An observational cohort study of penetrating trauma patients treated by the Mobile Emergency Care Unit in Copenhagen, Denmark over a seven-and-a-half year period sought to determine the effect of on-scene time on 30-day mortality.
In this setting, in cases of penetrating trauma to the chest, or abdomen, a Mobile Emergency Care Unit (MECU) and Basic Life Support unit are dispatched simultaneously, and rendezvous at the site of the incident. The MECU is staffed with consultants in anaesthesiology, intensive care and emergency medicine, as well as a specially trained ALS provider.
The physician manning the MECU administers medication and is able to perform procedures such as intubation, thoracocentesis, pleural drainage, intravenous and intraosseous access for fluid resuscitation. Although some patients were in cardiac arrest due to penetrating torso trauma (9 patients received chest compressions, and all were dead at 30 follow up), thoracotomy was not listed as a skill provided.
Of the 467 patients registered, 442 (94.6%) were identified at the 30-day follow-up, of whom 40 (9%) were dead. A higher mortality was found among patients treated on-scene for more than 20 min (p<0.0001), although on-scene time was not a significant predictor of 30-day mortality in the multivariate analysis; OR 3.71, 95% CI 0.66 to 20.70 (p<0.14). The number of procedures was significantly correlated to a higher mortality in the multivariate analysis.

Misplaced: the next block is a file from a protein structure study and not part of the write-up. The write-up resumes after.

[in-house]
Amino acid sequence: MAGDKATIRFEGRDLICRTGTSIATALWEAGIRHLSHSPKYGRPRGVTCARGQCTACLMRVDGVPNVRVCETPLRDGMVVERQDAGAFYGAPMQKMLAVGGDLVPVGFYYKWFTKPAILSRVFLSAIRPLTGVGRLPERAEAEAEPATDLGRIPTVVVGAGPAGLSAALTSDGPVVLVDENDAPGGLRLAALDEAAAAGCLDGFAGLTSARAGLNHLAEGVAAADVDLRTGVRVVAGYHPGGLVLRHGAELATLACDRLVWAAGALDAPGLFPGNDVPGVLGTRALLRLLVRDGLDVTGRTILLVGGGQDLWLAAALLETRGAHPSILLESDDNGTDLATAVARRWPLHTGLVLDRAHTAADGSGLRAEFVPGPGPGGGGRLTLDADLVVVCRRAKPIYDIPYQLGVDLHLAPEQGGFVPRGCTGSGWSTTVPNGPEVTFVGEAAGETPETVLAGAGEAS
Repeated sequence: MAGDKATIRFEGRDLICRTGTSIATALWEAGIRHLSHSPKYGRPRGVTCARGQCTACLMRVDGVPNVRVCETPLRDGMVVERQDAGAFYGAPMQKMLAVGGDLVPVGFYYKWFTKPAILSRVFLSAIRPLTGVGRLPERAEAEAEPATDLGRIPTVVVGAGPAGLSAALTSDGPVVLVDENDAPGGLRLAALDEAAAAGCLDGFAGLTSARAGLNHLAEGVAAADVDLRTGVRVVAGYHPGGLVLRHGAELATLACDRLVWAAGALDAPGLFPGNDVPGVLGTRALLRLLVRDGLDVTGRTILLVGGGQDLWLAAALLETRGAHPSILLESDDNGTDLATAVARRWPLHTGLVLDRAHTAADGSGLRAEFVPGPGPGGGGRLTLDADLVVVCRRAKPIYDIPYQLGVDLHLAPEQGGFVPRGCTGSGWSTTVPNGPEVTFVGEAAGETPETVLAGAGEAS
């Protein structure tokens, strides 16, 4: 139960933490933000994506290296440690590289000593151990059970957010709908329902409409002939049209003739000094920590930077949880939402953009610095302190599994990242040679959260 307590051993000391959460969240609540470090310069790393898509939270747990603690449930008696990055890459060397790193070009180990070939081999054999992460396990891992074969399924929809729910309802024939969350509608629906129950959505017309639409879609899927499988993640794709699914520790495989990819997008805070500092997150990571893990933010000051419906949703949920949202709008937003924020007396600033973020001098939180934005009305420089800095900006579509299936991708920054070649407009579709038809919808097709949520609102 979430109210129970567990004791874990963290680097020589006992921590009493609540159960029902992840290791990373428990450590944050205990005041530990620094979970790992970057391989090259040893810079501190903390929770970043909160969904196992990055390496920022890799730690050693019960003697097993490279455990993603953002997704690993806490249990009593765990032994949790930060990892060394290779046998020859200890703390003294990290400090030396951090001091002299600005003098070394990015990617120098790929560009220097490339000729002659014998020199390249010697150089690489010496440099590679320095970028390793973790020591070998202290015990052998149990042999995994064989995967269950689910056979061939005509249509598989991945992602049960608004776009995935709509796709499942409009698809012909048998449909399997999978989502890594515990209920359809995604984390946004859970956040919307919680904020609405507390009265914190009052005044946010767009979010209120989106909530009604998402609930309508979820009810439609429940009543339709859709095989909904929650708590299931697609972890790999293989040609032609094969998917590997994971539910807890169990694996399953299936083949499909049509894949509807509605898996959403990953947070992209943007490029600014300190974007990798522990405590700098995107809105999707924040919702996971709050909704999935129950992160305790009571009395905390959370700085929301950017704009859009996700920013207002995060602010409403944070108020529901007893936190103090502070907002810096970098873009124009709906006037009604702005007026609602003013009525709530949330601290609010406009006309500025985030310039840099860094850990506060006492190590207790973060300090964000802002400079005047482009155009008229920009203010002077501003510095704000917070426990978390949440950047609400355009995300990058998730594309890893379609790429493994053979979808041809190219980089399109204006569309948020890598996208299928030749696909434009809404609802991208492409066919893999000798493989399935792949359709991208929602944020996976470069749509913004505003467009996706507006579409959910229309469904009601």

The authors conclude that on-scene time might be important in penetrating trauma, and ALS procedures should not delay transport to definite care at the hospital. However their adjusted Odds Ratio for on scene time >20 minutes as a predictor of 30 day mortality was 3.71 with very wide 95% confidence intervals (0.66 to 20.70) and there were several weaknesses and confounding factors in the study which the authors acknowledge.
The only real information this study provides appears to be on the idiosyncrasies of the Copenhagen pre-hospital care system. Looking at their list of procedures and their practice of chest compressions in cardiac arrest due to penetrating trauma, it is very hard to ascertain what, if any, advantage their physicians offer over trained paramedics. As the authors point out: “Currently, strict guidelines are not practiced. Hence, the decision to treat by a ‘scoop and run’ or a ‘stay and play’ approach is at the discretion of the physician”
On-scene time and outcome after penetrating trauma: an observational study
Emerg Med J. 2010 Oct 9. [Epub ahead of print]